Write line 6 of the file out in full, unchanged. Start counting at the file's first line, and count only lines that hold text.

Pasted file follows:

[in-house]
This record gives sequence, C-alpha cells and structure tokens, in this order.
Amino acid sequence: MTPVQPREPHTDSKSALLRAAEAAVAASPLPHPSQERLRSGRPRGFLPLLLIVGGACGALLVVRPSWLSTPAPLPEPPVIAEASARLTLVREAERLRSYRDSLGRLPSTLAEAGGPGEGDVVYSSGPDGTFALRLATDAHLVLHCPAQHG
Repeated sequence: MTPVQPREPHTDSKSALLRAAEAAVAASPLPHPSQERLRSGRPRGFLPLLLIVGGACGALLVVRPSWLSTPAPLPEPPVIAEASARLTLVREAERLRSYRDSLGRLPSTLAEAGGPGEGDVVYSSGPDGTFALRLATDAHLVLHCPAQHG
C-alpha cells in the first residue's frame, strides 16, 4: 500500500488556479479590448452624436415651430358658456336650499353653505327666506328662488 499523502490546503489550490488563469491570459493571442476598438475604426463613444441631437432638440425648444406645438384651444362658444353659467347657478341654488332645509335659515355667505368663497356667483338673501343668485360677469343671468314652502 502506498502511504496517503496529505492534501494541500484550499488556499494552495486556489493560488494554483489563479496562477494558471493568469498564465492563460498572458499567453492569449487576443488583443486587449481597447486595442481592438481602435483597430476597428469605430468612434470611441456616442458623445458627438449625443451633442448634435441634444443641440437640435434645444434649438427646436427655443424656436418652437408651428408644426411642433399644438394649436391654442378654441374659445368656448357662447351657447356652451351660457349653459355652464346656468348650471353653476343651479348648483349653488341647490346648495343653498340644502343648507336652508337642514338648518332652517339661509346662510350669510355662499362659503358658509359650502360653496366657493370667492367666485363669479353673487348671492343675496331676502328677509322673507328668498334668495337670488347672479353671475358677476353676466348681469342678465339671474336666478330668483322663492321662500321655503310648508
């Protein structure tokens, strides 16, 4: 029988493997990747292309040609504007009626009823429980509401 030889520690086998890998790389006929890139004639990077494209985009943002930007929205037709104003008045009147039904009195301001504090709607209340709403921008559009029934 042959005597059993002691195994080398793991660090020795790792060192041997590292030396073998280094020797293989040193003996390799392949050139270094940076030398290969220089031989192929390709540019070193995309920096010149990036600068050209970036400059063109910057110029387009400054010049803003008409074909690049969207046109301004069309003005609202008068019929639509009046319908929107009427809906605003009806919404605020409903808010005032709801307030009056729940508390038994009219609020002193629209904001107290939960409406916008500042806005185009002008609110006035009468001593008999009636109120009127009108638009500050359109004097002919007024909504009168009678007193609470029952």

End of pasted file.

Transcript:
């Protein structure tokens, strides 16, 4: 029988493997990747292309040609504007009626009823429980509401 030889520690086998890998790389006929890139004639990077494209985009943002930007929205037709104003008045009147039904009195301001504090709607209340709403921008559009029934 042959005597059993002691195994080398793991660090020795790792060192041997590292030396073998280094020797293989040193003996390799392949050139270094940076030398290969220089031989192929390709540019070193995309920096010149990036600068050209970036400059063109910057110029387009400054010049803003008409074909690049969207046109301004069309003005609202008068019929639509009046319908929107009427809906605003009806919404605020409903808010005032709801307030009056729940508390038994009219609020002193629209904001107290939960409406916008500042806005185009002008609110006035009468001593008999009636109120009127009108638009500050359109004097002919007024909504009168009678007193609470029952």